HR Headline: Pay for Performance in Public Schools Remains Controversial
“Pay for Performance” has made inroads in business, but has remained a hard sell in public school systems. There are some successful examples where teacher pay has been linked to student test scores. In Minnesota some districts have stopped giving automatic raises for seniority and base 60% of all pay increases on performance. In Denver, unions and school districts designed an incentive program where teachers receive bonuses for student achievement and for earning national teaching certificates. However, some plans have not worked. For example, Cincinnati teachers voted against a merit pay proposal and Philadelphia teachers gave their bonus checks to charity rather than cashing them. It appears that having teachers involved in planning the incentive system is one key factor to success. The same can be said for all incentive plans – if employees don’t buy into them, they will not work.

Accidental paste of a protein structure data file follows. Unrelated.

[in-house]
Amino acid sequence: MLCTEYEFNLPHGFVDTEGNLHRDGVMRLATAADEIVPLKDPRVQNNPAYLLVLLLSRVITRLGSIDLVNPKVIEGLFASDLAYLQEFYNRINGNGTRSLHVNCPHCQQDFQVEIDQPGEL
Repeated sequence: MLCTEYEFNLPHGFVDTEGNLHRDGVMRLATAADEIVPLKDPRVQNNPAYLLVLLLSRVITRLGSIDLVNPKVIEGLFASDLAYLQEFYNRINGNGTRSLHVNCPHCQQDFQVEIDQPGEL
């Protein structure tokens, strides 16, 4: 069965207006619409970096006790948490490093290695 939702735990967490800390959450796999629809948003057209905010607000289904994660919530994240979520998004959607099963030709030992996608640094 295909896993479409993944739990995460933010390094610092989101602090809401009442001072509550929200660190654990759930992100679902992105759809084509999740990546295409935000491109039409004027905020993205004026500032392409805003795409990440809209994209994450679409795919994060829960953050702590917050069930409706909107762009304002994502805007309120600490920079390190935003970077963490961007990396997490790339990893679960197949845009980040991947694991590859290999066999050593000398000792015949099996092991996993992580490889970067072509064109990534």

Questions to Research:
1. How could an organization measure the effectiveness of their pay-for-performance plans?
2. From an employee’s perspective, what are the disadvantages of using a pay-for-performance plan?
3. From an employer’s perspective, what are the disadvantages of using a pay-for-performance plan?
Research Paper Instructions:
Submit your work as an MS WORD ATTACHMENT in either a .doc, .docx, or .rtf format.
Please support your ideas, arguments, and opinions with independent research, include at least three (3) supporting references or sources (NOT Wikipedia, unknown, or anonymous sources), format your work in proper APA format, include a cover page, an abstract, an introduction and a labeled conclusion in accordance with the course rubric, a minimum of 3 FULL pages of written content, and a reference section. Double space all work and cite all listed references properly in text in accordance with the 6th edition of the APA manual, chapters 6 & 7.